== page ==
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Question of the Day
Los Angeles Cardinal Roger Mahony approved a record clergy abuse payout, opened the files of Roman Catholic priests involved, looked into the cameras and apologized last week for the victims’ treatment. And it still might not be enough to satisfy some.
To fund the archdiocese’s share of the $660 million settlement, the cardinal will have to sell property, liquidate investments and cut spending.
Critics question whether the cardinal should have done more to rein in predatory priests in the nation’s largest archdiocese.
“He acknowledged he made some mistakes, he apologized,” said the Rev. Thomas Reese, a fellow at the Woodstock Theological Center at Georgetown University. “Now the people of Los Angeles are going to have to weigh the good that he’s done over the last 22 years versus the bad things he did and decide whether they can continue to accept him as their bishop.”
Last week’s deal was made on the eve of a civil trial in which Cardinal Mahony would have been grilled about why he left some abusive priests in churches without telling parents or police.
As part of the settlement, the archdiocese agreed to release the personnel files of accused clergymen, which could reveal any direct links between Cardinal Mahony and the guilty priests he supervised. But each priest tied to the 508 Los Angeles cases can challenge his records’ release — another potential obstacle to full disclosure.
Cardinal Mahony, 71, has acknowledged the suffering of victims. He was among only a handful of bishops who revealed the names of suspected clergy so the public could be protected from them.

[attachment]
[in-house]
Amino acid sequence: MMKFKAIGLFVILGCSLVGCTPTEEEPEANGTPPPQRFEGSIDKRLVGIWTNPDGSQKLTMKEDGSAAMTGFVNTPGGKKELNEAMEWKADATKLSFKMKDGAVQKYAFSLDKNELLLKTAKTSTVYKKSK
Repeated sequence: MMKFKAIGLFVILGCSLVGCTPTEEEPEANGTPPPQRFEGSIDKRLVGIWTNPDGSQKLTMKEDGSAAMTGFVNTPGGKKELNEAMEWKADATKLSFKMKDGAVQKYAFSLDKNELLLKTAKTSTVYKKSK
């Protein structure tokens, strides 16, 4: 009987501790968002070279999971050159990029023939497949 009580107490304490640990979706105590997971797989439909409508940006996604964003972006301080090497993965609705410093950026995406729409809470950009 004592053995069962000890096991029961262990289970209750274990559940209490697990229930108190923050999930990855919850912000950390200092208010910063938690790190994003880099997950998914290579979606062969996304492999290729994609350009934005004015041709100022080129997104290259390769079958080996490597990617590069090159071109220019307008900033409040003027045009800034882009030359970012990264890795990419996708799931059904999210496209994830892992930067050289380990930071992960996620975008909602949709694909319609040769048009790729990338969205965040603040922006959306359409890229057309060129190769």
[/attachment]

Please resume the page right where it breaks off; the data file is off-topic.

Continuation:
At the same time, his lawyers fought disclosure of priests’ files to prosecutors all the way to the U.S. Supreme Court. They also challenged California’s one-year window, which allowed abuse claims to be filed no matter how far back they dated. None of the maneuvers succeeded, but they contributed to delays in reaching a settlement, which took four years to negotiate.
After a California judge approved the settlement Monday, Cardinal Mahony received support from an unlikely source — a lead lawyer for the victims. Attorney Raymond Boucher praised the cardinal for meeting with victims and for working to convince religious orders to sign onto the deal.
“We particularly appreciate the sensitivity and personal efforts of Cardinal Mahony in bringing important parts of this settlement together,” Mr. Boucher said.
But some Catholic commentators, advocates for victims and editorial writers said the payout protected Cardinal Mahony at the church’s expense.
Phil Lawler, editor of the conservative Catholic World News, said Cardinal Mahony should resign. Mr. Lawler called the cardinal’s legal strategy “self-serving” and argued it was meant “to prevent the disclosure of embarrassing information.”
Anne Barrett Doyle of BishopAccountability.org, a Massachusetts group that has amassed thousands of documents on abusive priests and their bishops, questioned how much would be accomplished if Cardinal Mahony resigned.
“The only real way to hold Mahony accountable,” Miss Doyle said, “is to prosecute him through the courts.”
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